A cellphone snap from a walk around the College of Agriculture at Cornell.
A considerable campus, covering over 800 acres, with its pastures, greenhouses, labs, test plots, arboretum, etc.
so I was glad to see a map on the wall of an old barn.
It turned out to be unlabeled and not much use as a guide to the campus, but still kind of intriguing.
Not roads, I think, but maybe geologic faults?
or pathways only a cow would understand
On ceramic or enamel surfaces, it might be described as “crazed with cracks,”
so maybe this is indeed, a sign of the times, as Dave suggested.
25 thoughts on “Minimalist Map”
Maybe the people there think that nowadays, in the age of smartphones, you don’t need a labelled map as the phone will take you around without getting lost. The fact that you were able to take that picture with your cell phone would prove their point. 😀
Have great Sunday and stay healthy,
Thanks, Pit, same to you, have a great day and stay well.
These are beautiful. And don’t you think that the lack of a map adds to the adventure?
Thank you, Michael, yes, definitely makes it more interesting 🤔
Ah ha, so you’ve jumped on the minimalist bandwagon. Maybe next time you’ll offer us a minimalist photo of that minimalist bandwagon.
Not sure I have the bandwidth for dealing with Minimalism.
I think you do, because the most minimalist is nothing. By not showing us a minimalist bandwagon you’ll maximize minimalism.
It’s modern art!
Cool! Thanks Neil
Hmmm the minimalist map! This is an abstraction of the highest order. I rather like it. But would find it useless as a ‘ you are here’ and “how to find your way there” map.
Thanks Anne, I really did think it was a map until I got pretty close
Interesting! If I were to encounter that map, I would be so confused. I’m confused by maps anyway, but that one would really do me in. It seems to lead to about six different holes that could be potentially dangerous. I will keep my eye out for these kinds of things from now on–thanks for the warning. 🙂
Thank you, Cecilia. During that walk, we passed a sort of hulking old warehouse, covered in rusty corrugated metal, that looked abandoned, but said High Energy Fusion Lab – Plasma Studies or something like that, so who knows what they’ve got cooking around there, I was worried about those black holes on the map, too.
Brilliant. The top one is Mondrian without the colour. The bottom one is Mondrian without the colour and the straight lines. Reductive Reductivism.
Haha! 🧐 Thank you for providing an analytical framework!
I didn’t realize Cornell was a land grant school (just looked this up out of curiosity), I’ve always assumed that all such designated institutions were public universities. Are there any buildings or facilities (maybe a cell phone tower?) at Cornell with Carl Sagan’s name on them? I have three nieces and nephews starting college in the fall and they’re so excited about school they’re visiting their respective campuses this week but I’ve wondered and worried what school will be like for them, some of the things they might miss out on, with the pandemic worsening. Do you know anyone who went (or goes) to Cornell?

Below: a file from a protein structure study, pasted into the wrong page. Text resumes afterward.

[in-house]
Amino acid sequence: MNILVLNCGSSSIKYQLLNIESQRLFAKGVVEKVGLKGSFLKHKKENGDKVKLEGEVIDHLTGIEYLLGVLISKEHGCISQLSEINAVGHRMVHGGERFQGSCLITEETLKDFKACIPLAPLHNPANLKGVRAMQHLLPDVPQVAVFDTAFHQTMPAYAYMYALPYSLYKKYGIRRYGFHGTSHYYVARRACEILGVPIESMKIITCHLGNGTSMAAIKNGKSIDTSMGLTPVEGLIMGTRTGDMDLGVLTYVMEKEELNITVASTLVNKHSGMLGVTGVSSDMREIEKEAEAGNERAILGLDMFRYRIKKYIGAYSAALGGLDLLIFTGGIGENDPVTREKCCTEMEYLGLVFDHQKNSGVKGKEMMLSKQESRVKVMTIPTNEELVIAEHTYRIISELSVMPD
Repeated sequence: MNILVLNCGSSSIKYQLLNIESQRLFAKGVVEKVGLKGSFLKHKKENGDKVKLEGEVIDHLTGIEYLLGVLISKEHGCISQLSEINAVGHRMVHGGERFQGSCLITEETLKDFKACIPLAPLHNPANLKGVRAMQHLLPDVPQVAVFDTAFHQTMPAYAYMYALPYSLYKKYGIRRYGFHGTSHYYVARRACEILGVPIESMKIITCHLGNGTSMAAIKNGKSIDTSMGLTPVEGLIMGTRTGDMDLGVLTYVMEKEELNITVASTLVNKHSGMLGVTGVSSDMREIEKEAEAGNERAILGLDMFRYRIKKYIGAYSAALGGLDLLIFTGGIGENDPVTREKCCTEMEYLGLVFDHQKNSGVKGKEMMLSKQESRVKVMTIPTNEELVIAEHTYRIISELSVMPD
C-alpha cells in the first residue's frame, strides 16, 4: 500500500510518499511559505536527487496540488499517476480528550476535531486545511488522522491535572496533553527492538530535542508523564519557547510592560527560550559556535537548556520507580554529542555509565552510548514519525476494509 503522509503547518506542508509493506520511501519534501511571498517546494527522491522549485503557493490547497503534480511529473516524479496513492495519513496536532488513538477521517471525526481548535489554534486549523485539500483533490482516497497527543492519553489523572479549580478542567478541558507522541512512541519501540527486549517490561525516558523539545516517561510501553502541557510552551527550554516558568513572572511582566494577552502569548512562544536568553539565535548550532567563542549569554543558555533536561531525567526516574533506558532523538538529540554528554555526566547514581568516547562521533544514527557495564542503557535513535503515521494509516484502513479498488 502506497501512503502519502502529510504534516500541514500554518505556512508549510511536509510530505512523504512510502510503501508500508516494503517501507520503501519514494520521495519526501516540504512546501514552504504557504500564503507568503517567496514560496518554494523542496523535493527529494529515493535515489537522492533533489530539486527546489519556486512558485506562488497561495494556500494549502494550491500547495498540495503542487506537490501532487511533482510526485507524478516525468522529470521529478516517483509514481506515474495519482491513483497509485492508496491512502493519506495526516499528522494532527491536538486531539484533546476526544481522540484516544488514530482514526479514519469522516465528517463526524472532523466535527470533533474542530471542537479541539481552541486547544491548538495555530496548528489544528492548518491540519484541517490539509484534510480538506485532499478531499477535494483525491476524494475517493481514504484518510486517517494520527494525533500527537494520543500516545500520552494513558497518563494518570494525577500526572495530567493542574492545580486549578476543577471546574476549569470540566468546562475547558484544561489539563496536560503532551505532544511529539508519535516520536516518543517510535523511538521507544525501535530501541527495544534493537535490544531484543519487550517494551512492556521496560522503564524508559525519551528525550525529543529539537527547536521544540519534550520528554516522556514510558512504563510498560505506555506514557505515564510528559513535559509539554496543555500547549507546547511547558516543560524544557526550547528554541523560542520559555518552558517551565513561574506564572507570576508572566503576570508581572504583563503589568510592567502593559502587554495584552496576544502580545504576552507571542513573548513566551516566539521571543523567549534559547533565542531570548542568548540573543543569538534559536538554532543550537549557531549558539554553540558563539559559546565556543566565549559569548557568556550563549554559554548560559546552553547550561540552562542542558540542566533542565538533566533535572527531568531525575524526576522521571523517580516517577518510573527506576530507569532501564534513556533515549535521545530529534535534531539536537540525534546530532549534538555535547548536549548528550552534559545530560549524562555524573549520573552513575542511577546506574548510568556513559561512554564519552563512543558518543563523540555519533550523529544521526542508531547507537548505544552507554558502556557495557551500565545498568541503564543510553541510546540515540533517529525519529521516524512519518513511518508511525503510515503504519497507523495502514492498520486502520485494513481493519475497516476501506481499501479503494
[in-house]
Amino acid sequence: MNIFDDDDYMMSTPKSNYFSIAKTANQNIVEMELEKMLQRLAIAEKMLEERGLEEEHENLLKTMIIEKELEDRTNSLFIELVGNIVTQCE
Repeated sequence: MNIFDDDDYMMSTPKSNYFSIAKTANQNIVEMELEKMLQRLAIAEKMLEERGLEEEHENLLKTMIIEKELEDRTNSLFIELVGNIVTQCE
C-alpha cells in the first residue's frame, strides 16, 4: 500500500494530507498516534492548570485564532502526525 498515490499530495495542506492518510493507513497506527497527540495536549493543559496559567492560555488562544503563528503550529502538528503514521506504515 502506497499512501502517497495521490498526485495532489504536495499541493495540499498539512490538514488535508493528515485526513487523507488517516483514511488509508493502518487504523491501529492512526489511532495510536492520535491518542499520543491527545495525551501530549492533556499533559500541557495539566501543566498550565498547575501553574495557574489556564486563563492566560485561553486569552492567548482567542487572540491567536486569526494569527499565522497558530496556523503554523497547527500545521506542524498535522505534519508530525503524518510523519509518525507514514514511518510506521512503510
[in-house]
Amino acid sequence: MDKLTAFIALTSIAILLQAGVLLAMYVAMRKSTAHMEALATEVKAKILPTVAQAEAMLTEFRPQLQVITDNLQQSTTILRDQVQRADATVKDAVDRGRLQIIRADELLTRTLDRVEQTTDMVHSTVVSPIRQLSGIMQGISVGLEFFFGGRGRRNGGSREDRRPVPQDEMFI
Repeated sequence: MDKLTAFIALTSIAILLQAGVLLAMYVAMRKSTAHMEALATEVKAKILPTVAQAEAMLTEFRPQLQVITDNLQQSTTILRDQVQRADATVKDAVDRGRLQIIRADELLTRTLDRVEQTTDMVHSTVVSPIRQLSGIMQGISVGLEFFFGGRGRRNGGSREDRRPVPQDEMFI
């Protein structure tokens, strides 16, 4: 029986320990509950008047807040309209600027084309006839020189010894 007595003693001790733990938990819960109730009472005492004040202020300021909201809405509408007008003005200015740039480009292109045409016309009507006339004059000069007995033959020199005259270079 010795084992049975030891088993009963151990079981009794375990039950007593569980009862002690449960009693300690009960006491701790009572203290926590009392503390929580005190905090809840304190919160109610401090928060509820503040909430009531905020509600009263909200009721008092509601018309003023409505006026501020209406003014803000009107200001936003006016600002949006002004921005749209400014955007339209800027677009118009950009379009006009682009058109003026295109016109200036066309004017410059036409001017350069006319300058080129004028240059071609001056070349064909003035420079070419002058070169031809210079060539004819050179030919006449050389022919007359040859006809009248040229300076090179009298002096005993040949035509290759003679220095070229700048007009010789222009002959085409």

Yeah, it’s been explained to me many times, but I’ve always been confused by the kind of hybrid setup at Cornell – – there’s the private, Ivy League liberal arts kids, taking Russian Lit, etc, at $69k/year or whatever, and then other people attending land grant colleges connected to SUNY, the state university system, somehow, paying about 1/2 that I think. The vet school is the only one in the state, incredibly hard to get in, I think. I grew up maybe forty miles away, but don’t know anybody who went there.
Yeah, this is a pretty unsettled (maybe unsettling) time for college students, everyone is scrambling to adjust, cope, make it work.
To be honest, when I read your mention of a cellphone in my first, quick glance, I thought you’d dropped your cellphone, and the spiderwebby lines were cracks. Then I took a better look, and now I’m wondering if creative, tongue-in-cheek you saw a map in a piece of lucite (or some such) that cracked over time in the heat and cold. Then, I looked again, and saw a person emerging from a doorway: facing left, with the left arm extended. What a fun image!
Oh! I hadn’t seen that image, it took me a minute, that’s cool!
Signs of the times…
Yeah, uncharted territory every morning when we look at the news, I guess.
Keep it up! I love this, Robert. 🙂
Oh, I’m glad, thank you Lynn. I really did think it was a map until I got closer to it.
Who needs a map, when you can just enjoy some interesting shapes like that? I really like the way you framed the “map” and made it even more interesting.
Thank you, Otto. I felt like an idiot, when I walked up to it, thinking it was a map, and then found it was really a faded, cracked old sign – -but then it just made laugh.